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The outcome of “Lone Survivor” is to be found right there in the title. Of four Navy SEALs sent on a reconnaissance mission in the rugged mountains of Afghanistan to hunt down a ruthless Taliban commander, only one survives. In the firefight with the Taliban that claims the men’s lives, many of their would-be rescuers die as well.

The incident took place in the summer of 2005. Writer-director Peter Berg based his movie on the best-selling 2007 account of it written by the man who survived, Marcus Luttrell. Luttrell worked closely with the filmmakers to ensure the picture was as accurate as possible in depicting the events he experienced.

The core of the picture is an extended battle sequence. Outgunned and outnumbered, the four SEALs — Luttrell (played by Mark Wahlberg), Matthew Gene “Axe” Axelson (Ben Foster), Michael Murphy (Taylor Kitsch) and Danny Dietz (Emile Hirsch) — fight fiercely and suffer grievously. Not since 2001’s “Black Hawk Down” has the bloody chaos of war been so graphically portrayed in a Hollywood feature.

Berg’s script and the performances of the four main actors put the emphasis on the men’s fighting skills, products of their superb training (an opening montage shows how grueling that training is). But as individuals, they are not well-differentiated. Their personalities seem to blend together.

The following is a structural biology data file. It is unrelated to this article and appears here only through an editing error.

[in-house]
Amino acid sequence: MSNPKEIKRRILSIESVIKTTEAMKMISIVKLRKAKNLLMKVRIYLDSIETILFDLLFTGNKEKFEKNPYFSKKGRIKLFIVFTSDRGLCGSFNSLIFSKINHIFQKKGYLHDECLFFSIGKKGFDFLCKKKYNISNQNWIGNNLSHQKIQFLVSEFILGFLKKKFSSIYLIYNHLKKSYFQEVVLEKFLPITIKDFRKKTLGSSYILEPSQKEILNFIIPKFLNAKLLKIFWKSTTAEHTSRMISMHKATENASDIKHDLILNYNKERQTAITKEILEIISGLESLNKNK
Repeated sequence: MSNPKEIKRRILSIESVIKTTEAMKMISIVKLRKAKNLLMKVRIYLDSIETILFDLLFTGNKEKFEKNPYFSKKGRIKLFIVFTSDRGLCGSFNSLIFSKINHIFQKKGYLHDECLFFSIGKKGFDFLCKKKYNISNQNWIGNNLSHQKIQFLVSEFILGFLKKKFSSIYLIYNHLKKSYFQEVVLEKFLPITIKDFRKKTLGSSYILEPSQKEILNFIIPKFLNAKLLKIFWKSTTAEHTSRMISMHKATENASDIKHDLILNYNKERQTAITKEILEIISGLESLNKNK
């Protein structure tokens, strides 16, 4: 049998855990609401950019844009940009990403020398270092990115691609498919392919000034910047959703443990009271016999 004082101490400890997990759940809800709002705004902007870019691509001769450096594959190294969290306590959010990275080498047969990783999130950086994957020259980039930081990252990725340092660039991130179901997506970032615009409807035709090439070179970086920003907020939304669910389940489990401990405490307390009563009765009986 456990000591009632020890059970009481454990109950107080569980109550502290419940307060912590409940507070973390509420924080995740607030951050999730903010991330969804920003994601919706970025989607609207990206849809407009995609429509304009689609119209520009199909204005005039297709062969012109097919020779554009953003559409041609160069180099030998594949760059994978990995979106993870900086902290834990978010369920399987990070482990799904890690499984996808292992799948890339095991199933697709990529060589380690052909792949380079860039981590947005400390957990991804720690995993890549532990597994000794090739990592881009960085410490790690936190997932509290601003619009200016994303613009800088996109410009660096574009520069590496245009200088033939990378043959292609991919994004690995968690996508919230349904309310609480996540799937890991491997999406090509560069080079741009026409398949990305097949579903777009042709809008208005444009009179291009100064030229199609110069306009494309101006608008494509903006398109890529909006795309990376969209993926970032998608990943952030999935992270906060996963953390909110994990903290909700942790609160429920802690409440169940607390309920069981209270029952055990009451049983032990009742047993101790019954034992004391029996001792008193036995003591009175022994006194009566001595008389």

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Another montage, this one at the end, of home movies and wedding photos and other personal snapshots of the real-life SEALs, offers a hint of what these men, these individuals, were like away from the front lines.

Like “Black Hawk Down,” too, “Lone Survivor” is a reminder of how the best-laid war plans can be quickly undone by miscalculation and sheer misfortune. Faulty communication gear leaves the SEALs vulnerable when they’re unable to stay in contact with their command base. And when three goat herders stumble upon them, their mission is fatally compromised.

The encounter with the unarmed Afghan goat herders confronts the men with a moral dilemma. The SEALs capture the three and then must decide whether to kill them or free them, knowing that the latter course of action means the Afghans will quickly alert the Taliban to the Americans’ presence in the area. The SEALs’ debate and their decision regarding the Afghans’ fate is the key to the underlying nobility of their sacrifice.

Soren Andersen:

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